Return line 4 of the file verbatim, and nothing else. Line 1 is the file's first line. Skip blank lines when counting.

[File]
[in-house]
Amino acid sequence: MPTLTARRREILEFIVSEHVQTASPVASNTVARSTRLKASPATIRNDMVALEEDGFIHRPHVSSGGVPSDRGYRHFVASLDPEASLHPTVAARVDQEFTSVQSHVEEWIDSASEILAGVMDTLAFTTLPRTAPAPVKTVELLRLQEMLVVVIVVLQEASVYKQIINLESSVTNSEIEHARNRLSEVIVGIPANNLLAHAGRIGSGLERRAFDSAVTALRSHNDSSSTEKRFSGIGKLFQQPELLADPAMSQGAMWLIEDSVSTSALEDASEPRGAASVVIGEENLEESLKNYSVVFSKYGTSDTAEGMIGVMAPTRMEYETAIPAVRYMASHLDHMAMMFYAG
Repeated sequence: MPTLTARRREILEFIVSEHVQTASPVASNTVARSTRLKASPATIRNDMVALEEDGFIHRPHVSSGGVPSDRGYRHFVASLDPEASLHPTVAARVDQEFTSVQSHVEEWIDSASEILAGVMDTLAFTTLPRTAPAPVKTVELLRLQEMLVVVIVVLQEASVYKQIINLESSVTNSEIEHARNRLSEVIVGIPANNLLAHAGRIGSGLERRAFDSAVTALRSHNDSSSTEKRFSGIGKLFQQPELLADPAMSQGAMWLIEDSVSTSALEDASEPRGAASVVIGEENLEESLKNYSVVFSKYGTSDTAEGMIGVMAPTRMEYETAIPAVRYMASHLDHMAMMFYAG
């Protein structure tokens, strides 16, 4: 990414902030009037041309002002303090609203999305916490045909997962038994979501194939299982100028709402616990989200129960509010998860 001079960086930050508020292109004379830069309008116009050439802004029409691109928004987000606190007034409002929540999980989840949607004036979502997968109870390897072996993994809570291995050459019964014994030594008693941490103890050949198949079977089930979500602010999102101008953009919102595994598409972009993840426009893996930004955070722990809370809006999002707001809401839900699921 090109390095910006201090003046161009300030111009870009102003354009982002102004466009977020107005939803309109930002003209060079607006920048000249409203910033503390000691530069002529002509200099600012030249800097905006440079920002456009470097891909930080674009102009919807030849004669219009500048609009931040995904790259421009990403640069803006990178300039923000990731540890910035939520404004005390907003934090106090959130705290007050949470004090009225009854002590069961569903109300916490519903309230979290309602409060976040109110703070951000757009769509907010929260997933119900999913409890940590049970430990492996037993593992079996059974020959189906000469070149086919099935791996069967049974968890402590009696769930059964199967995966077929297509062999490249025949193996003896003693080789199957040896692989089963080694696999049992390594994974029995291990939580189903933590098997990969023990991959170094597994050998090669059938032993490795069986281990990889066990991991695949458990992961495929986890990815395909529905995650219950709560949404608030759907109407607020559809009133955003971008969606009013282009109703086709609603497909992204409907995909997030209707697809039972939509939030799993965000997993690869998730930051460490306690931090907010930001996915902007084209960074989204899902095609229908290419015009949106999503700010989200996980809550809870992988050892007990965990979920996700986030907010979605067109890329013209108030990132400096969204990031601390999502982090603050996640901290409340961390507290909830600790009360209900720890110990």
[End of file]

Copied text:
């Protein structure tokens, strides 16, 4: 990414902030009037041309002002303090609203999305916490045909997962038994979501194939299982100028709402616990989200129960509010998860 001079960086930050508020292109004379830069309008116009050439802004029409691109928004987000606190007034409002929540999980989840949607004036979502997968109870390897072996993994809570291995050459019964014994030594008693941490103890050949198949079977089930979500602010999102101008953009919102595994598409972009993840426009893996930004955070722990809370809006999002707001809401839900699921 090109390095910006201090003046161009300030111009870009102003354009982002102004466009977020107005939803309109930002003209060079607006920048000249409203910033503390000691530069002529002509200099600012030249800097905006440079920002456009470097891909930080674009102009919807030849004669219009500048609009931040995904790259421009990403640069803006990178300039923000990731540890910035939520404004005390907003934090106090959130705290007050949470004090009225009854002590069961569903109300916490519903309230979290309602409060976040109110703070951000757009769509907010929260997933119900999913409890940590049970430990492996037993593992079996059974020959189906000469070149086919099935791996069967049974968890402590009696769930059964199967995966077929297509062999490249025949193996003896003693080789199957040896692989089963080694696999049992390594994974029995291990939580189903933590098997990969023990991959170094597994050998090669059938032993490795069986281990990889066990991991695949458990992961495929986890990815395909529905995650219950709560949404608030759907109407607020559809009133955003971008969606009013282009109703086709609603497909992204409907995909997030209707697809039972939509939030799993965000997993690869998730930051460490306690931090907010930001996915902007084209960074989204899902095609229908290419015009949106999503700010989200996980809550809870992988050892007990965990979920996700986030907010979605067109890329013209108030990132400096969204990031601390999502982090603050996640901290409340961390507290909830600790009360209900720890110990």